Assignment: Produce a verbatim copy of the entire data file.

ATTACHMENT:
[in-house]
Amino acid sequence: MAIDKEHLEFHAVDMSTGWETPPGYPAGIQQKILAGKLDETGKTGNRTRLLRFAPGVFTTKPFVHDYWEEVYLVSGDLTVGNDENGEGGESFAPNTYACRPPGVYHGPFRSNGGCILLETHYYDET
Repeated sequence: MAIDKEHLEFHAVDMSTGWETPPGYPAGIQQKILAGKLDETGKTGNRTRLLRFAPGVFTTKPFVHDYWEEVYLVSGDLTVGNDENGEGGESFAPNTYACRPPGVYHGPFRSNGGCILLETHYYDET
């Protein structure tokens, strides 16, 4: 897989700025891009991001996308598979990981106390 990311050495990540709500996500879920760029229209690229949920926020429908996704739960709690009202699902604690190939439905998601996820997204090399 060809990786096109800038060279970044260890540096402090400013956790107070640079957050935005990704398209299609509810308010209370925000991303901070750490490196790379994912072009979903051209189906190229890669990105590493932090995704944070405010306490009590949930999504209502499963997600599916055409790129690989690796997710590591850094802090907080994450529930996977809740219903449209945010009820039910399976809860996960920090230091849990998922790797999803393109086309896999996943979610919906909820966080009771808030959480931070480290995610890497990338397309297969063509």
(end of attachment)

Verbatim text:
[in-house]
Amino acid sequence: MAIDKEHLEFHAVDMSTGWETPPGYPAGIQQKILAGKLDETGKTGNRTRLLRFAPGVFTTKPFVHDYWEEVYLVSGDLTVGNDENGEGGESFAPNTYACRPPGVYHGPFRSNGGCILLETHYYDET
Repeated sequence: MAIDKEHLEFHAVDMSTGWETPPGYPAGIQQKILAGKLDETGKTGNRTRLLRFAPGVFTTKPFVHDYWEEVYLVSGDLTVGNDENGEGGESFAPNTYACRPPGVYHGPFRSNGGCILLETHYYDET
């Protein structure tokens, strides 16, 4: 897989700025891009991001996308598979990981106390 990311050495990540709500996500879920760029229209690229949920926020429908996704739960709690009202699902604690190939439905998601996820997204090399 060809990786096109800038060279970044260890540096402090400013956790107070640079957050935005990704398209299609509810308010209370925000991303901070750490490196790379994912072009979903051209189906190229890669990105590493932090995704944070405010306490009590949930999504209502499963997600599916055409790129690989690796997710590591850094802090907080994450529930996977809740219903449209945010009820039910399976809860996960920090230091849990998922790797999803393109086309896999996943979610919906909820966080009771808030959480931070480290995610890497990338397309297969063509």